Association of Serum Ammonia Levels with Severity of Grades of Hepatic Encephalopathy in Patients Presenting to er of a Tertiary Care Hospital
Objective: To determine the association of serum Ammonia levels with severity of grades of hepatic encephalopathy in patients presenting to the department.
Study Design: Comparative cross-sectional study.
Place and Duration of Study: Emergency Department, Pak Emirates Military Hospital Rawalpindi Pakistan, from Dec 2020 to May 2021.
Methodology: This study was conducted on 100 patients presenting with hepatic encephalopathy at the emergency department of our hospital. Based on clinical findings and relevant investigations, a consultant gastroenterologist or emergency medicine physician diagnosed hepatic encephalopathy or the underlying cause. In addition, serum Ammonia levels were done on all the patients at the time of presentation and associated with grades of hepatic encephalopathy and other factors.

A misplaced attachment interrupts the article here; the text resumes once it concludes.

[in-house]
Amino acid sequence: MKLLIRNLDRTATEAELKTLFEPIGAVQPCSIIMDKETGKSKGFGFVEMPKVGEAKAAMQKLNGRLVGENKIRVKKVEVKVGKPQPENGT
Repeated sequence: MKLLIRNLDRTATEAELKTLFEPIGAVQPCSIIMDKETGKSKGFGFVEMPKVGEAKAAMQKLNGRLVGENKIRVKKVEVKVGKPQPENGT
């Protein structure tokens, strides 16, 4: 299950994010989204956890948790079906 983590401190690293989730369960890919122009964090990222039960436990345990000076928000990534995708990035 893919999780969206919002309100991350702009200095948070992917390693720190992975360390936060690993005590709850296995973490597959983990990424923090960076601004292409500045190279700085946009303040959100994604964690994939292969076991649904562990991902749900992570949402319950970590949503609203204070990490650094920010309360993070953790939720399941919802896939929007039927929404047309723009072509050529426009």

Results: Out of 100 patients included in the final analysis, 67 were males, and 33 were females. Infection (29%) was the commonest aetiology of hepatic encephalopathy, followed by Constipation (23%). In addition, 59% had normal serum ammonia levels, while 41% had raised ammonia levels in their serum. High grade of hepatic encephalopathy and raised Child-Turcotte-Pugh score were statistically significantly associated with raised ammonia levels in our study participants.
Conclusion: Raised serum ammonia levels were a common finding among patients with hepatic encephalopathy. Therefore, patients with a high grade of hepatic encephalopathy and a high Child-Turcotte-Pugh score at the time of presentation should be considered at a higher risk of having hyperammonemia.